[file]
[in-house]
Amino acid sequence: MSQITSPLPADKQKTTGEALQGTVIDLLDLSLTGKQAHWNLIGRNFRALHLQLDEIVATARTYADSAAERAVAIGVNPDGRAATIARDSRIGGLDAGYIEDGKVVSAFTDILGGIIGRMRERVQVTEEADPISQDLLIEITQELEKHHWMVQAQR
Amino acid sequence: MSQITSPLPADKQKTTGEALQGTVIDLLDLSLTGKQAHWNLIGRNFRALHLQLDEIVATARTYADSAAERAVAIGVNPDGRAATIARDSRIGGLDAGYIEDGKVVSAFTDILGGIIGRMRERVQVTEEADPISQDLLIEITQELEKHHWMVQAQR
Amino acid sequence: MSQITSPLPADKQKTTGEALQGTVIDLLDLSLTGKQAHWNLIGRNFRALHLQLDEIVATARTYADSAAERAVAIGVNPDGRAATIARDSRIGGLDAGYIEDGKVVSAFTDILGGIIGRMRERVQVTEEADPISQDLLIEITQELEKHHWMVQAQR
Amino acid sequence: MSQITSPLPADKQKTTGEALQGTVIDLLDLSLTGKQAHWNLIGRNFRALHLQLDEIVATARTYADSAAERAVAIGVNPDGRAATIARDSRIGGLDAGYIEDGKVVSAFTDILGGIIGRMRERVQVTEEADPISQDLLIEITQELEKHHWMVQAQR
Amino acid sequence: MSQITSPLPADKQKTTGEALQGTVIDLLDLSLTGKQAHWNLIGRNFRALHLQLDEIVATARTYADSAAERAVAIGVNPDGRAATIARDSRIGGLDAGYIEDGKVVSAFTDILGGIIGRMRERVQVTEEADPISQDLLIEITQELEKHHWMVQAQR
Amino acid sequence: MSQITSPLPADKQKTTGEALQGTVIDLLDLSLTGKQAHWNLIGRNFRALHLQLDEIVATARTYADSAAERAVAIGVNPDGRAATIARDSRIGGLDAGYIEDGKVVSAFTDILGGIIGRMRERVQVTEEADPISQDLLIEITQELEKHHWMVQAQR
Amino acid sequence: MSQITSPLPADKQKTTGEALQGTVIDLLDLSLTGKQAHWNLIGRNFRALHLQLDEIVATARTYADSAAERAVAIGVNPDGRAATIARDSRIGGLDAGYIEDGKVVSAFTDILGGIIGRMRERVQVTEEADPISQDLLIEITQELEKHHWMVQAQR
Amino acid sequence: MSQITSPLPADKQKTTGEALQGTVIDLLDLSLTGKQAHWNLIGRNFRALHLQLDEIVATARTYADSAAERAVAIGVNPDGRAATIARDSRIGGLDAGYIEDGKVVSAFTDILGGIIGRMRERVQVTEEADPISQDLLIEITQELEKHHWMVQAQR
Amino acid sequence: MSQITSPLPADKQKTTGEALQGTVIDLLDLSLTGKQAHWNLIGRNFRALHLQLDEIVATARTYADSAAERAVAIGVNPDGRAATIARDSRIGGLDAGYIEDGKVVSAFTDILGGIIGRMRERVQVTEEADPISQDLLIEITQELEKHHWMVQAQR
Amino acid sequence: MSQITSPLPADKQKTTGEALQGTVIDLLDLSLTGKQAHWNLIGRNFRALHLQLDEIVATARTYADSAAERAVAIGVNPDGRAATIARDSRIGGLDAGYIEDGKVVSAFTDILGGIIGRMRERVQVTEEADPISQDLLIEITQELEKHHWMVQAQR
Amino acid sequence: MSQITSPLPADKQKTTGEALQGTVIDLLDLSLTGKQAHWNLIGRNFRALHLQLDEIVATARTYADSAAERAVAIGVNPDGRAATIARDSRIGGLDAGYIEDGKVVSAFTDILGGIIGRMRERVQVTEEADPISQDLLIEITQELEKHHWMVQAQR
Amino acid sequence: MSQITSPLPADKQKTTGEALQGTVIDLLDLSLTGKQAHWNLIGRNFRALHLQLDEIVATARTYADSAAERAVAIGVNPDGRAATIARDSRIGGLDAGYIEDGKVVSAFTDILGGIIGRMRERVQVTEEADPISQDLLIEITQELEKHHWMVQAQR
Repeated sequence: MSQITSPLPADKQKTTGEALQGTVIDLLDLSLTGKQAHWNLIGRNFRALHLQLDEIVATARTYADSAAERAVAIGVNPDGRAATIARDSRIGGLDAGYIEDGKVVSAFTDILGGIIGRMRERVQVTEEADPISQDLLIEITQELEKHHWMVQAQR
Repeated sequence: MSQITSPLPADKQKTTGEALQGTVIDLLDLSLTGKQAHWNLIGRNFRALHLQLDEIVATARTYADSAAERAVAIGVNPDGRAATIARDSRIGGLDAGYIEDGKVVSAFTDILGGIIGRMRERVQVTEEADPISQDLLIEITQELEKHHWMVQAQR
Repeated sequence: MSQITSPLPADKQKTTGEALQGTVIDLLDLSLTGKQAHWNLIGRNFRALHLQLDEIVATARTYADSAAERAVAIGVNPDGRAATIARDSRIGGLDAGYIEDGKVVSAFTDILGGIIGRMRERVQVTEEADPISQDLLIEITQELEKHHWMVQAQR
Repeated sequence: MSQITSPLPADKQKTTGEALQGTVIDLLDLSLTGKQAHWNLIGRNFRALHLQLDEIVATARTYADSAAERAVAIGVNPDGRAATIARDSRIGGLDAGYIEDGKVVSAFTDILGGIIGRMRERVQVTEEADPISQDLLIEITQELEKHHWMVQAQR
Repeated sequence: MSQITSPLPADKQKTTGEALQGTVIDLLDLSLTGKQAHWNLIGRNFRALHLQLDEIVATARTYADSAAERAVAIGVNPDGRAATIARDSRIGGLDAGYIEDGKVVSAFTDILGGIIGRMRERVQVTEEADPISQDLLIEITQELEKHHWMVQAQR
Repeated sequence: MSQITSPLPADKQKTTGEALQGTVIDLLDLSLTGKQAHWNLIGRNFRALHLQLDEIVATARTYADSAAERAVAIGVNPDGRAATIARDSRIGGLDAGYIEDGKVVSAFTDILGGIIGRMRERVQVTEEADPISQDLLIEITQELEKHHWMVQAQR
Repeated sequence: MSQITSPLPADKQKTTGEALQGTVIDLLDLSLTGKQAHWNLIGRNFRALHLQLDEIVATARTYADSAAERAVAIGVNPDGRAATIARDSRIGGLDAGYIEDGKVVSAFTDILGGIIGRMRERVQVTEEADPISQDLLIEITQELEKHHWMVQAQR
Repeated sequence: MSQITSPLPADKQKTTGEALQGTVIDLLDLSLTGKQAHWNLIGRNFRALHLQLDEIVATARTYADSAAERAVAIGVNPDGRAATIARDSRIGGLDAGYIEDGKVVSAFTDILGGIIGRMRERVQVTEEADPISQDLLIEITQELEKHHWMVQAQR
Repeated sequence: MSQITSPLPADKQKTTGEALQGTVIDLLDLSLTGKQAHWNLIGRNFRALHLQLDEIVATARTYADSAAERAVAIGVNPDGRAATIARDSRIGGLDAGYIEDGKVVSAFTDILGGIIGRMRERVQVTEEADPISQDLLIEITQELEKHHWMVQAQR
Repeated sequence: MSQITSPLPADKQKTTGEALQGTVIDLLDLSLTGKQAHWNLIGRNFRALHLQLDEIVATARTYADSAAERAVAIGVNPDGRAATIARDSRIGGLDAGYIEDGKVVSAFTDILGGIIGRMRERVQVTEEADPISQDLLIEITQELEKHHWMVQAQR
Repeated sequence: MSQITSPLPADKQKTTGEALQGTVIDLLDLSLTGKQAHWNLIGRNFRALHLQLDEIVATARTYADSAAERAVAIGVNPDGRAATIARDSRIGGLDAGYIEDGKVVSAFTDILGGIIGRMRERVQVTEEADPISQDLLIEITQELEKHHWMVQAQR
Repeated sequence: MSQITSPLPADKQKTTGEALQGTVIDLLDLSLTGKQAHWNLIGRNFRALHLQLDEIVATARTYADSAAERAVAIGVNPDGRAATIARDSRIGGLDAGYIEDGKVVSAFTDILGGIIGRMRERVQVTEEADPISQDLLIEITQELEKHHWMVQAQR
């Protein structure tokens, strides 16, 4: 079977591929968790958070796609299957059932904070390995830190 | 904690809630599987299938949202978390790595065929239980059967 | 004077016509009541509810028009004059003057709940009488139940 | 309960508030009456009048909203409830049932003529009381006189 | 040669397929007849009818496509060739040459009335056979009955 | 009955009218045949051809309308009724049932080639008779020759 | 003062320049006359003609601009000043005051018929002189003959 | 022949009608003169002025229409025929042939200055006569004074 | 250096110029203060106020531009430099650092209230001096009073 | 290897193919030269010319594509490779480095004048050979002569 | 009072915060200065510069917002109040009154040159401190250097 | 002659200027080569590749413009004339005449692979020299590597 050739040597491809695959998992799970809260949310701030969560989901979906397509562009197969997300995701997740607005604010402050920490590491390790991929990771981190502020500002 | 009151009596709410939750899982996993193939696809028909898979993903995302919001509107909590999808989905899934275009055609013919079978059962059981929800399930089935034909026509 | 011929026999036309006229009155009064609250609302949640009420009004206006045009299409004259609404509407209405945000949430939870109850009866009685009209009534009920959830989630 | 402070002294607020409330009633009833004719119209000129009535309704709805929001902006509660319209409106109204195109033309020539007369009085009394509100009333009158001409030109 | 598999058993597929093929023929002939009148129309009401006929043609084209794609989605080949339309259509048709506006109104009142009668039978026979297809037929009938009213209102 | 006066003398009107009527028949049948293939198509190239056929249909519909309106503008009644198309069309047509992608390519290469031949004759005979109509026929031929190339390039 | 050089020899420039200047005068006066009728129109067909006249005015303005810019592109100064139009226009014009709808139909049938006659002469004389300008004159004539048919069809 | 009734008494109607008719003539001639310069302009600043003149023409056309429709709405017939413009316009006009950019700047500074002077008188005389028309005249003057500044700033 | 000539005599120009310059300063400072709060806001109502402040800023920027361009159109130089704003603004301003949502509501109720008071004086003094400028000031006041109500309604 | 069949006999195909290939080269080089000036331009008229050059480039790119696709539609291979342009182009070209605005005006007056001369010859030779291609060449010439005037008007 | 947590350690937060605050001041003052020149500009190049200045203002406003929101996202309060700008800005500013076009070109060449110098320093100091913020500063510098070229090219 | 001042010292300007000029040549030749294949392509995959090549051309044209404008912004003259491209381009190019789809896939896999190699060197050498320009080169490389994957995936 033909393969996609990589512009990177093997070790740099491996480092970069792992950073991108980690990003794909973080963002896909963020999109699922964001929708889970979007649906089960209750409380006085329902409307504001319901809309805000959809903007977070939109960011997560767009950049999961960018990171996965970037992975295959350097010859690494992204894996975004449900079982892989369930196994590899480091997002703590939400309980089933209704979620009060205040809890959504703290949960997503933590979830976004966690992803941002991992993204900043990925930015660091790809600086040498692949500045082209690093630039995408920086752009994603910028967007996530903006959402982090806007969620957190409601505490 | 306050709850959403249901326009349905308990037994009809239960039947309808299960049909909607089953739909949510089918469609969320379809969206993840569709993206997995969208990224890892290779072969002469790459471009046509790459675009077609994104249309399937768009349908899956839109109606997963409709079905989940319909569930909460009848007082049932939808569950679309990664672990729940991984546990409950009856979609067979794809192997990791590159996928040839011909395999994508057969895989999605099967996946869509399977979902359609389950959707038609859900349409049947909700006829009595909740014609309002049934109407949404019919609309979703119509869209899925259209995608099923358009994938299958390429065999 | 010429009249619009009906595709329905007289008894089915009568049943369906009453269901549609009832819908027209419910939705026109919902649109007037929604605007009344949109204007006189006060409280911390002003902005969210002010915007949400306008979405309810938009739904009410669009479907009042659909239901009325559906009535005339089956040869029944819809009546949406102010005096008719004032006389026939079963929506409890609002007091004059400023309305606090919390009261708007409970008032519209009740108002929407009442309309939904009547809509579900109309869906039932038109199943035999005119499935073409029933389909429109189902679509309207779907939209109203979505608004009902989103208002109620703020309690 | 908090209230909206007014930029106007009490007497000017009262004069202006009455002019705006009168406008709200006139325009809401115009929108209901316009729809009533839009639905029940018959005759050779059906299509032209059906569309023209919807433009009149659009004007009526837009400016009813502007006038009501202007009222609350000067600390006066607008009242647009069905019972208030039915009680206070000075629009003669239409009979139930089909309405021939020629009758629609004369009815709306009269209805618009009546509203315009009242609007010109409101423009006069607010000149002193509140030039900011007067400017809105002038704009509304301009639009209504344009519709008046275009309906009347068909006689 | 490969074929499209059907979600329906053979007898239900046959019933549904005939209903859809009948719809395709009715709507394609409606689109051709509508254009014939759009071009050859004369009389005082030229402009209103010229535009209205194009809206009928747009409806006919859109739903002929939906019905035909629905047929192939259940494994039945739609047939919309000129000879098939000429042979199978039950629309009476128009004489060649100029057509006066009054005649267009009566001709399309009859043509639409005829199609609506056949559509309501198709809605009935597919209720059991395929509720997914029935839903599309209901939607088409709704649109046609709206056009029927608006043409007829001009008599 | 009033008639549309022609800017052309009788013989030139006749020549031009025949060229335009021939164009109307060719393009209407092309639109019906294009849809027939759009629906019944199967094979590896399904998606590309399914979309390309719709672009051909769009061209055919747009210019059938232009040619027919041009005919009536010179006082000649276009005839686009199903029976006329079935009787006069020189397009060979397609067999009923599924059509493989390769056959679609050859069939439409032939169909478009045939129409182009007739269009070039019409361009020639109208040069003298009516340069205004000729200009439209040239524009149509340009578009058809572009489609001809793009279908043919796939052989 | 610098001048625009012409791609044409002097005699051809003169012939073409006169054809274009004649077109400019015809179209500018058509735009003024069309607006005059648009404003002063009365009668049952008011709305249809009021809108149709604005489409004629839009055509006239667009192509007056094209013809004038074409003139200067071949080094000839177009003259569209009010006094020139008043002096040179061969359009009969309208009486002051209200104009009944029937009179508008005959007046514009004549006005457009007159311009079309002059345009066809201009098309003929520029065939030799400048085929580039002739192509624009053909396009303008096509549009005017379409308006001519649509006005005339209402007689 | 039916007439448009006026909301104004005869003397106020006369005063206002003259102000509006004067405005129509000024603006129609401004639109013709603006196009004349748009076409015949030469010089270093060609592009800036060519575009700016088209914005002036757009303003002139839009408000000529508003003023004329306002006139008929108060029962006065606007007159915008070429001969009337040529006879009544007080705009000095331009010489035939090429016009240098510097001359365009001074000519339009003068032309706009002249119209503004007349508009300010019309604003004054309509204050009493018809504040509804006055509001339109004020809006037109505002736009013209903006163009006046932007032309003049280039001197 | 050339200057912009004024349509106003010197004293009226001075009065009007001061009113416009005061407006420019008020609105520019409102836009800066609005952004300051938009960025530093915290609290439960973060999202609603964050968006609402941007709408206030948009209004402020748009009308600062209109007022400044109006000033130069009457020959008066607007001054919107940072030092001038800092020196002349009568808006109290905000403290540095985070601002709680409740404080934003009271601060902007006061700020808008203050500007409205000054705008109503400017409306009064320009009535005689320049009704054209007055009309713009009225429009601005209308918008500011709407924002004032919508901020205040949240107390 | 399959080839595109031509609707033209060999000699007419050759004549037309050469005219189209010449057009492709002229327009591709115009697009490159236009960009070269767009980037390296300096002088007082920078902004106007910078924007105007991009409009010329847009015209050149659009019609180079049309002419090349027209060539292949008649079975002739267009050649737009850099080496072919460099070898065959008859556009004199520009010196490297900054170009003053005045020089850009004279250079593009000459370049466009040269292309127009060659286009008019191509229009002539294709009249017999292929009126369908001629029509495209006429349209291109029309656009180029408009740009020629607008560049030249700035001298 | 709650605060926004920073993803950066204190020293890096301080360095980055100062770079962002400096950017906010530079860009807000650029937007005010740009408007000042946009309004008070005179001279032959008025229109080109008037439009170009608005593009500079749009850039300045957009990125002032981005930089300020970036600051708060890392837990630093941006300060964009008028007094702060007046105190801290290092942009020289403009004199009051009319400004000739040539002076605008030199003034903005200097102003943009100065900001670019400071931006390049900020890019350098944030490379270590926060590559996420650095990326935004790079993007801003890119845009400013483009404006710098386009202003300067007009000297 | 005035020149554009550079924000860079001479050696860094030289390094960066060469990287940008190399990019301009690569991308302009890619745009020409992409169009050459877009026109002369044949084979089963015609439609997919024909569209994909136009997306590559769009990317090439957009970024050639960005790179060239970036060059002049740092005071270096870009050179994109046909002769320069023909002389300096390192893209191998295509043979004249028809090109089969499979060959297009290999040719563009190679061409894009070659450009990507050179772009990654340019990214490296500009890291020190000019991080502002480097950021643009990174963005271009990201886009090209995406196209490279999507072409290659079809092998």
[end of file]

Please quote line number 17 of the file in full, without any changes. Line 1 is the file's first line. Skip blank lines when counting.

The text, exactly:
Repeated sequence: MSQITSPLPADKQKTTGEALQGTVIDLLDLSLTGKQAHWNLIGRNFRALHLQLDEIVATARTYADSAAERAVAIGVNPDGRAATIARDSRIGGLDAGYIEDGKVVSAFTDILGGIIGRMRERVQVTEEADPISQDLLIEITQELEKHHWMVQAQR